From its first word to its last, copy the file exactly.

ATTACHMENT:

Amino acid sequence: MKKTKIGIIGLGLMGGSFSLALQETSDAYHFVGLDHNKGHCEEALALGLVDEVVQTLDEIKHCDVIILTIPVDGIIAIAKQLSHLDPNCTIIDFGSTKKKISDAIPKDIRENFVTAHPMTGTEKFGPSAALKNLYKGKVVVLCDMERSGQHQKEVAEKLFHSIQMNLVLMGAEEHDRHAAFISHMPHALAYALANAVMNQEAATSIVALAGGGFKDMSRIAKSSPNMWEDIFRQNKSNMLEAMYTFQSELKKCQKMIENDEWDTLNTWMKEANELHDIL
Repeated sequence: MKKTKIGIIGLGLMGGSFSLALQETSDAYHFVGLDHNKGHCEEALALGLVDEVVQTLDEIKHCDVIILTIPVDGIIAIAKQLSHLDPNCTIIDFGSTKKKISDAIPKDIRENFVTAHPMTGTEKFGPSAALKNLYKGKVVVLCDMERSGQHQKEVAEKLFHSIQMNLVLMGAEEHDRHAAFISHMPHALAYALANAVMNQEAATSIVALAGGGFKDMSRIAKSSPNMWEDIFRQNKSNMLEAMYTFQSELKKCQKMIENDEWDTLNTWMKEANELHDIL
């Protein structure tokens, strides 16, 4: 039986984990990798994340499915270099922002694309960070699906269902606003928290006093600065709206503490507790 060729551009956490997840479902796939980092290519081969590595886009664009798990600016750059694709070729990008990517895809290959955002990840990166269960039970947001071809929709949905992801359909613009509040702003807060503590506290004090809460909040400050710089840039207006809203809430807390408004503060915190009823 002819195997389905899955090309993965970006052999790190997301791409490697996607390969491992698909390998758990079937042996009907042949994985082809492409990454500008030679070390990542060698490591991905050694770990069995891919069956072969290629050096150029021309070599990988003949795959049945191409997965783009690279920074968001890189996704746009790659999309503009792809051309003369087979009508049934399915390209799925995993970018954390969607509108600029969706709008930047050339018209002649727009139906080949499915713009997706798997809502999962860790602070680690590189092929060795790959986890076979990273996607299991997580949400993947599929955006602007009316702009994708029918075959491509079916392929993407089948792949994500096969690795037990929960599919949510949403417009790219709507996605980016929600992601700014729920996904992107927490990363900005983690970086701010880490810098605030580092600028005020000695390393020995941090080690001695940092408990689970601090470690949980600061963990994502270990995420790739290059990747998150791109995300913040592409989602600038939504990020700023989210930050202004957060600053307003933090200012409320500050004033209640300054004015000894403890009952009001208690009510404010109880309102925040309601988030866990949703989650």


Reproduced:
Amino acid sequence: MKKTKIGIIGLGLMGGSFSLALQETSDAYHFVGLDHNKGHCEEALALGLVDEVVQTLDEIKHCDVIILTIPVDGIIAIAKQLSHLDPNCTIIDFGSTKKKISDAIPKDIRENFVTAHPMTGTEKFGPSAALKNLYKGKVVVLCDMERSGQHQKEVAEKLFHSIQMNLVLMGAEEHDRHAAFISHMPHALAYALANAVMNQEAATSIVALAGGGFKDMSRIAKSSPNMWEDIFRQNKSNMLEAMYTFQSELKKCQKMIENDEWDTLNTWMKEANELHDIL
Repeated sequence: MKKTKIGIIGLGLMGGSFSLALQETSDAYHFVGLDHNKGHCEEALALGLVDEVVQTLDEIKHCDVIILTIPVDGIIAIAKQLSHLDPNCTIIDFGSTKKKISDAIPKDIRENFVTAHPMTGTEKFGPSAALKNLYKGKVVVLCDMERSGQHQKEVAEKLFHSIQMNLVLMGAEEHDRHAAFISHMPHALAYALANAVMNQEAATSIVALAGGGFKDMSRIAKSSPNMWEDIFRQNKSNMLEAMYTFQSELKKCQKMIENDEWDTLNTWMKEANELHDIL
């Protein structure tokens, strides 16, 4: 039986984990990798994340499915270099922002694309960070699906269902606003928290006093600065709206503490507790 060729551009956490997840479902796939980092290519081969590595886009664009798990600016750059694709070729990008990517895809290959955002990840990166269960039970947001071809929709949905992801359909613009509040702003807060503590506290004090809460909040400050710089840039207006809203809430807390408004503060915190009823 002819195997389905899955090309993965970006052999790190997301791409490697996607390969491992698909390998758990079937042996009907042949994985082809492409990454500008030679070390990542060698490591991905050694770990069995891919069956072969290629050096150029021309070599990988003949795959049945191409997965783009690279920074968001890189996704746009790659999309503009792809051309003369087979009508049934399915390209799925995993970018954390969607509108600029969706709008930047050339018209002649727009139906080949499915713009997706798997809502999962860790602070680690590189092929060795790959986890076979990273996607299991997580949400993947599929955006602007009316702009994708029918075959491509079916392929993407089948792949994500096969690795037990929960599919949510949403417009790219709507996605980016929600992601700014729920996904992107927490990363900005983690970086701010880490810098605030580092600028005020000695390393020995941090080690001695940092408990689970601090470690949980600061963990994502270990995420790739290059990747998150791109995300913040592409989602600038939504990020700023989210930050202004957060600053307003933090200012409320500050004033209640300054004015000894403890009952009001208690009510404010109880309102925040309601988030866990949703989650």